What About Sugar Free Wine?

Thinking about giving sugar-free wine a try. We like where your head is. But, we should warn you to get ready to have all your ads change from whatever it is now to a ton of sugar-free wines. What can we say? Sugar-free wines are scrappy like that. 

Today, Americans' sugar intake is higher than ever. The average American consumes seventeen teaspoons of sugar a day. Consequently, sugar-related illnesses are on the rise and are displaying no signs of slowing down, and more Americans are trying to drink less sugar. 

We are assuming that you are reading this because you would like to lower your sugar levels. We are not sure if it is because of health, blood sugar, grams of carbs, or medical reasons, but regardless, we are excited it brought you to us! Now, we have the incredible opportunity to explain that you can still drink wine while keeping your sugar levels down.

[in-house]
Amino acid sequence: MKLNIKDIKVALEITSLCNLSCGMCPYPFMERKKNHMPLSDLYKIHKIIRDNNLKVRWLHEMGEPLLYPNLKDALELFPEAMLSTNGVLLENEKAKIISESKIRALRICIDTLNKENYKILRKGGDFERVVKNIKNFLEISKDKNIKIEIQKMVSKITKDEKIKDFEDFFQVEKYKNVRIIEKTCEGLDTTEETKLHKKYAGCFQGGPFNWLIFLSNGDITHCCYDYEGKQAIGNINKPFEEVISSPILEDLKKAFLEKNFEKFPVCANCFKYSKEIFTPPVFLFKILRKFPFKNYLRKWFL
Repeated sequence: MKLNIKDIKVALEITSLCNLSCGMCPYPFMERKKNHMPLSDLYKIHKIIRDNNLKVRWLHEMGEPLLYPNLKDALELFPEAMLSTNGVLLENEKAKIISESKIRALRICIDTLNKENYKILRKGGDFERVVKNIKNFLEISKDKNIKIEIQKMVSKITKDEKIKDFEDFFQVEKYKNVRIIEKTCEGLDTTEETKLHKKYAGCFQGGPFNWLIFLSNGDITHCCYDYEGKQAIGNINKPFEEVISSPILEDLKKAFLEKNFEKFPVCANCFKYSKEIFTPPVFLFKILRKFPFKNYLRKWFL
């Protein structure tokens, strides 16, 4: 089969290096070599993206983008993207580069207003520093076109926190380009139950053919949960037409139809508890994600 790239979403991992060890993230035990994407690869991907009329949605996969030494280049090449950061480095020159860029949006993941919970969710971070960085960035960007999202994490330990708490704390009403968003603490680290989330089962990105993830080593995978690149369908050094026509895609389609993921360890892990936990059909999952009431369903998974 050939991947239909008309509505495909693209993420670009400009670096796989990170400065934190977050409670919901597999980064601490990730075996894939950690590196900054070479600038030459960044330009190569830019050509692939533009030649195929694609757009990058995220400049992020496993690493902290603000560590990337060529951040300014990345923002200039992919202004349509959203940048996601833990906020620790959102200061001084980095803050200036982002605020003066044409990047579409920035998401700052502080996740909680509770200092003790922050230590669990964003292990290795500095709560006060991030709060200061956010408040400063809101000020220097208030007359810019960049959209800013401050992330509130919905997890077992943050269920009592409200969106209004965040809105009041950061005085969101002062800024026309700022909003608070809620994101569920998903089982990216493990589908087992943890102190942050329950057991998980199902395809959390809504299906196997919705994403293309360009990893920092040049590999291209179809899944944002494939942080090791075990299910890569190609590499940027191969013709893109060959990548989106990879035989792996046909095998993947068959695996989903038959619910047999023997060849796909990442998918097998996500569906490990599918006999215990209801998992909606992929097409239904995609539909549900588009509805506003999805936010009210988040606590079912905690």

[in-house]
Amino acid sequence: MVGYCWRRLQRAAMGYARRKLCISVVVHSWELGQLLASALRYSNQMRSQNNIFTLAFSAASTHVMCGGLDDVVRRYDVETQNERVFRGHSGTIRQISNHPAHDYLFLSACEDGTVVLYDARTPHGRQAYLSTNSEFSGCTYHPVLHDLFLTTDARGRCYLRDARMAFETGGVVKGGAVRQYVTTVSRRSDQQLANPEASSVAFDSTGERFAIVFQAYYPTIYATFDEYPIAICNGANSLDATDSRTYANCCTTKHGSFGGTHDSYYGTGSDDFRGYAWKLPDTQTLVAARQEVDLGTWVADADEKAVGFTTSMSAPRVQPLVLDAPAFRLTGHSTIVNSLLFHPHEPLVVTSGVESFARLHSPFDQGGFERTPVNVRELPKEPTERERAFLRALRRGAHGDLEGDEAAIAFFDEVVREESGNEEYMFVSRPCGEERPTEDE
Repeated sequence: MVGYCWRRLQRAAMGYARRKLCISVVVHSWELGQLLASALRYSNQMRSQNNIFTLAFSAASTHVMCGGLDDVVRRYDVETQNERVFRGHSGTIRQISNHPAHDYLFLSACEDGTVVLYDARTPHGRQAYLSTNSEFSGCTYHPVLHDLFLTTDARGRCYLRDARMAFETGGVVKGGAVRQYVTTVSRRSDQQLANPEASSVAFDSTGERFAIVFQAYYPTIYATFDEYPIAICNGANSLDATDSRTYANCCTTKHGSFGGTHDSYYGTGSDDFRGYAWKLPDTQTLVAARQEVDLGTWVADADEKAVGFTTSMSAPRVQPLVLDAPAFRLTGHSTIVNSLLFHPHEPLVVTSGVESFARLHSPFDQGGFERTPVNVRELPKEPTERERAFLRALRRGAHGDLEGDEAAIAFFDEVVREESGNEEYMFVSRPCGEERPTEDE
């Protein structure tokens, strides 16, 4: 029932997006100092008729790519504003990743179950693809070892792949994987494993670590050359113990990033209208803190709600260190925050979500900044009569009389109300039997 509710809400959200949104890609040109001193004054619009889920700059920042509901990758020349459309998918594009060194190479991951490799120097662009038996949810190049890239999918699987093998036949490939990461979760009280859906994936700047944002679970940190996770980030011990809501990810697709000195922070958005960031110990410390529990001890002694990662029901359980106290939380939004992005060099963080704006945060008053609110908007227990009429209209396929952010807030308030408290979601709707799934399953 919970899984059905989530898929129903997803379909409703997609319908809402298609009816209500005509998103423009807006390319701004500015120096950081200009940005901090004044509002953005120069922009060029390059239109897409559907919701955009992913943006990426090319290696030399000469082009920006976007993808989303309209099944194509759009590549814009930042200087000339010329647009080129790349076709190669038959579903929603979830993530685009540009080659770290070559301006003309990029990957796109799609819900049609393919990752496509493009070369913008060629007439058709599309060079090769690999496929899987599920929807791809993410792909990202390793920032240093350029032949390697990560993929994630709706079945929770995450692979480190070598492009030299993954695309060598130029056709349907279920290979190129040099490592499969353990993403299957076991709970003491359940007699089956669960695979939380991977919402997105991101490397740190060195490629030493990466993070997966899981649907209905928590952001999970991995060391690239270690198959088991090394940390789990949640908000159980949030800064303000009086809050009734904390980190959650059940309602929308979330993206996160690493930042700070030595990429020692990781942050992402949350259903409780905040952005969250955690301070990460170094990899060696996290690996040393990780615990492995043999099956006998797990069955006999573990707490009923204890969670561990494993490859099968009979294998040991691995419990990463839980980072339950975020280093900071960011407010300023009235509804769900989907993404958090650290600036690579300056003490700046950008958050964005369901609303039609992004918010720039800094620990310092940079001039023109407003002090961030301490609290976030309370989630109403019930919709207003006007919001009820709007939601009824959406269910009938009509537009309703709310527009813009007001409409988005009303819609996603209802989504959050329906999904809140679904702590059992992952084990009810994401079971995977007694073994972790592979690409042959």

Today, we are going to explore the universe of low-sugar wine varietals. We will examine how to find it, some benefits that accompany it, and explain why one should avoid unnaturally sugary wines. Ready or not, sugar-free wine exploration here we come!

Does Sugar Free Wine Exist?

Alright, we'll level with you. Sugar-free wine is a little misleading. All alcohol is derived from glucose, and therefore, sugar is an extremely essential ingredient for the creation of alcohol. During the fermentation of all alcohol, whether it is wine, beer, and spirits, naturally occurring sugars convert into carbon dioxide and ethyl alcohol. It is safe to say that there would be no alcohol without sugar, and most importantly, no wine. 

Different alcoholic beverages get their sugar from various ingredients. In beer, cereal grains are responsible for the sugar. In rum, sugar cane itself is fermented and distilled. And, can you guess where the sugar in wine comes from? Ding, ding, ding! Sugar from wine comes from grapes! However, it is essential to note that the sugar level drastically ranges based on the type of wine from pinot noir and chardonnay to pinot grigio and riesling. Obviously the driest, extra brut wines will have a different sugar content than a dessert wine, moscato, or a sweet zinfandel, just like wines will have a different alcohol by volume or acidity.

Naturally Occuring Sugar Vs. Added Sugar

Naturally occuring sugar is good, added sugar is bad. We aren't dietitians, but we can tell you why: 

Naturally Occurring Sugar